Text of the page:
(AP Photo/The Grand Rapids Press, Joel Bissell)
AUSTIN–Grieving dog owners told House lawmakers Tuesday that animal training for police could have prevented the deaths of hundreds of beloved pets across the state.
“This training is mandatory for UPS and FedEx delivery men, why isn’t it for law enforcement?” said Cheri Scholz, who lives near Amarillo. Her 8-year-old blue heeler, Smokey, was fatally shot in 2012 by a police officer responding to a loose dog report.
Smokey had escaped from her yard. The responding officer attempted to get the dog in his car, but Smokey darted away, Scholz said. Neighbors who witnessed the event told Scholz the cop then shot and killed the dog, she said.
She questioned the local police chief, who told her the department’s policy was to shoot a dog that showed aggression, she said.
The House Homeland Security and Public Safety Committee on Tuesday considered two of three bills filed by North Texas representatives that would require cops receive training for encounters with animals. The bills were left pending.
The proposal emerges as controversial dog shootings have grabbed headlines. Since 2009, Texas cops have shot more than 400 dogs, according to data collected by the animal advocacy group 4 Keeping Our Pets Safe.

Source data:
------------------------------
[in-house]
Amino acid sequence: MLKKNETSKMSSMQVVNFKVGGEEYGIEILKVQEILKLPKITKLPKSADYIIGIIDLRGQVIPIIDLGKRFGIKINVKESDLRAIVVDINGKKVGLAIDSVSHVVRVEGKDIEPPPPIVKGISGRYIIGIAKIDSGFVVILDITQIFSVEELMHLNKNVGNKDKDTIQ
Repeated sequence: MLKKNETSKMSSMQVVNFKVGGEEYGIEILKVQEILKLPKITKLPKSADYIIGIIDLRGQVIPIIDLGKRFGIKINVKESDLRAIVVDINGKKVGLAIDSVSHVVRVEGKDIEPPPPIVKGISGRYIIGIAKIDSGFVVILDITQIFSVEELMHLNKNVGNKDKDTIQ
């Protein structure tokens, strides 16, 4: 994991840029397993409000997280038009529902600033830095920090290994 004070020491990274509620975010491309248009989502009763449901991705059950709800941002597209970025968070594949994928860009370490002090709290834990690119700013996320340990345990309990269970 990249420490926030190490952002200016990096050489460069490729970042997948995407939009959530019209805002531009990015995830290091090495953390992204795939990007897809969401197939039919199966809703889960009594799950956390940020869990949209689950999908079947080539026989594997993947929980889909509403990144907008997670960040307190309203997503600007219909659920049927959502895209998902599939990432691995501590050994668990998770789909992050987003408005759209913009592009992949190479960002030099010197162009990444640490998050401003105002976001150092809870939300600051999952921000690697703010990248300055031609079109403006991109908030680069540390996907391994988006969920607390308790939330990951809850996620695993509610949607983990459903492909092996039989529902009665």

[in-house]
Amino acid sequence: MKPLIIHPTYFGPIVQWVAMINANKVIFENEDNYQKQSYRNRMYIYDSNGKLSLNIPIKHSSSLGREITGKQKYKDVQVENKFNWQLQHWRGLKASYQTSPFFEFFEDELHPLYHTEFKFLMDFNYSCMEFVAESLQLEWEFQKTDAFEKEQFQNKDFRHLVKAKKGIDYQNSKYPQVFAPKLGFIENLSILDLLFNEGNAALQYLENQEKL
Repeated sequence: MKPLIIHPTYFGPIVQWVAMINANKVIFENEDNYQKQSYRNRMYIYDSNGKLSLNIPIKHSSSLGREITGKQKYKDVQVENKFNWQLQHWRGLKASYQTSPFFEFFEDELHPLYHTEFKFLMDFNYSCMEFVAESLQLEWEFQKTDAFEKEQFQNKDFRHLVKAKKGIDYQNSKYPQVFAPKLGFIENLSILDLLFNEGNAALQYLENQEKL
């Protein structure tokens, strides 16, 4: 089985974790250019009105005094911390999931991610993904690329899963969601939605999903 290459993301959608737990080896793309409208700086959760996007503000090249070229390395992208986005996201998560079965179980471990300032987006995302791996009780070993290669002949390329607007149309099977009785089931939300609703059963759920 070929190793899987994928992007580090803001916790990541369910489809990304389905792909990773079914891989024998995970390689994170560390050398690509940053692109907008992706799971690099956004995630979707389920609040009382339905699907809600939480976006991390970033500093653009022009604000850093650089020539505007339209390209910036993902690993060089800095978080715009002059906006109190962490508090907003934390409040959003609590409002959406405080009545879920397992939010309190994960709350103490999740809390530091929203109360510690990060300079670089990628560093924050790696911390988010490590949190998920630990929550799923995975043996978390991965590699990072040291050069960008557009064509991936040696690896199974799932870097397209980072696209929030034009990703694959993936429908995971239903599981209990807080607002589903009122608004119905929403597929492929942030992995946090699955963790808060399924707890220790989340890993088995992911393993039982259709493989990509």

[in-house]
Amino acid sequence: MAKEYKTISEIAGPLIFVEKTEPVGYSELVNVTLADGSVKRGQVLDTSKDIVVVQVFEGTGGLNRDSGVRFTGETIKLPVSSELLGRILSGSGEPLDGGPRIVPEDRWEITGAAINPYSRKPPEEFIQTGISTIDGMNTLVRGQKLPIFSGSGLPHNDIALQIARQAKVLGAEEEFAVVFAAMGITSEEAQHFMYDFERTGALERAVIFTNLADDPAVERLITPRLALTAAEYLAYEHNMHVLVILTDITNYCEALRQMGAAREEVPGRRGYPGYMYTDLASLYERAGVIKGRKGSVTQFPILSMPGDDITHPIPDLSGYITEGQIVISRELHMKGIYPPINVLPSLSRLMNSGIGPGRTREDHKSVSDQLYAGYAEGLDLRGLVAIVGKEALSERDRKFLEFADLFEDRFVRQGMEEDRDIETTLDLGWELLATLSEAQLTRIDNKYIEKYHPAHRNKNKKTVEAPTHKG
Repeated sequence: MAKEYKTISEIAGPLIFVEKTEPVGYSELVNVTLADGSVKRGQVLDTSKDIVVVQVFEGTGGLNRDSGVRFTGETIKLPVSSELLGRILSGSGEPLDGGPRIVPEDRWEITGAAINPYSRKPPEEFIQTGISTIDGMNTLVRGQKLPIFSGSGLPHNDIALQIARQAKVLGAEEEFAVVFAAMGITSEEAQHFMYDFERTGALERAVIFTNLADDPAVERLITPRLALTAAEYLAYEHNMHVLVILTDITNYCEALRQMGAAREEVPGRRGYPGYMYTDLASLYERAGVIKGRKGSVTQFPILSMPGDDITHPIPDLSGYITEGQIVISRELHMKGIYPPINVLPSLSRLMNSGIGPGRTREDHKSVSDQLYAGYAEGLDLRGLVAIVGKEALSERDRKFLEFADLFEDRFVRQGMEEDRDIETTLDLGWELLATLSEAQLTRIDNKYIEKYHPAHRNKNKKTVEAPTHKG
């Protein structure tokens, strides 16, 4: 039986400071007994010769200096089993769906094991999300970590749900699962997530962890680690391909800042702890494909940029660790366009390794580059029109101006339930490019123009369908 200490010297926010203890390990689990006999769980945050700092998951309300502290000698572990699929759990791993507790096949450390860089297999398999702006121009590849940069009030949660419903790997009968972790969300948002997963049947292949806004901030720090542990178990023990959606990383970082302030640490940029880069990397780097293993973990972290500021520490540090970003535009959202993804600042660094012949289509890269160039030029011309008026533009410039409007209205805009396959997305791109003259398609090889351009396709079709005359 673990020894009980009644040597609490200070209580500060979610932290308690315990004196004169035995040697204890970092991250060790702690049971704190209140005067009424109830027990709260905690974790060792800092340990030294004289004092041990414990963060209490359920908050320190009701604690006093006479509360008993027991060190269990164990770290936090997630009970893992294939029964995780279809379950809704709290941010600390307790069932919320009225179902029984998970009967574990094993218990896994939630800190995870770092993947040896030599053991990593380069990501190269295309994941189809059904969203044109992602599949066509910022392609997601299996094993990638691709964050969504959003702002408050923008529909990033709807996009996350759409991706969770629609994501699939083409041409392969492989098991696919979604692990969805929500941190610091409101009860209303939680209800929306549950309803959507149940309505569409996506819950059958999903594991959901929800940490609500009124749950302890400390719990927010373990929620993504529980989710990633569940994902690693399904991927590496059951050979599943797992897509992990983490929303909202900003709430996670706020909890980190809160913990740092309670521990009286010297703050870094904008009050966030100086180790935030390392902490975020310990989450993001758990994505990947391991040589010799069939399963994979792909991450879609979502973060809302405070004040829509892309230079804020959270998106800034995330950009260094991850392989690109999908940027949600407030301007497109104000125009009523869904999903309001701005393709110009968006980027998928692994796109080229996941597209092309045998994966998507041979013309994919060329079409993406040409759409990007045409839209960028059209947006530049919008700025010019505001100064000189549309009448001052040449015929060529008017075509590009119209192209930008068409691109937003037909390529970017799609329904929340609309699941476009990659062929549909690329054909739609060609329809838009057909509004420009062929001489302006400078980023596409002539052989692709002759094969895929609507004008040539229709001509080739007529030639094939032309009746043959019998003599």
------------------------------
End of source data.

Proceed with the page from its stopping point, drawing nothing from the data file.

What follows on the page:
Law enforcement representatives told lawmakers the training—a course that teaches cops how to deal with aggressive dogs and read an animal’s body language, among other things—could prevent officers from being attacked and save families the grief of unnecessary shootings.
“Canine encounter training will help fill this void and provide officers with effective options and valuable knowledge to use when we come into contact with dogs while performing our regular duties,” said Amy Knoll, assistant chief for the Cleburne Police Department.
One of the bills, authored by Rep. Helen Giddings, D-Dallas, would require all officers to receive training in encounters with animals. Another, authored by Rep. Nicole Collier, D-Fort Worth, would focus solely on dogs and require new officers and officers seeking promotion to complete a 4-hour training program within two years.
The Texas Commission on Law Enforcement would establish and require the training. Departments would absorb the cost of training.
Committee chairman Rep. Larry Phillips, R-Sherman, who appeared receptive toward the bill, indicated his preference for a final version of the bill to include training for a variety of animals, not just dogs.
Phillips and Rep. Tony Dale, R-Cedar Park, also inquired about offering the course online instead in an effort to reduce costs, particularly for smaller police departments in far-flung parts of Texas.
“There are a lot of financial costs to training like that, where there’s travel and everything else, so I think something we’re all going to have to think about,” Phillips said.
Dog shootings by police
|# of dogs shot||40||59||66||94||84||114|
Source: Data from 4 Keeping Our Pets Safe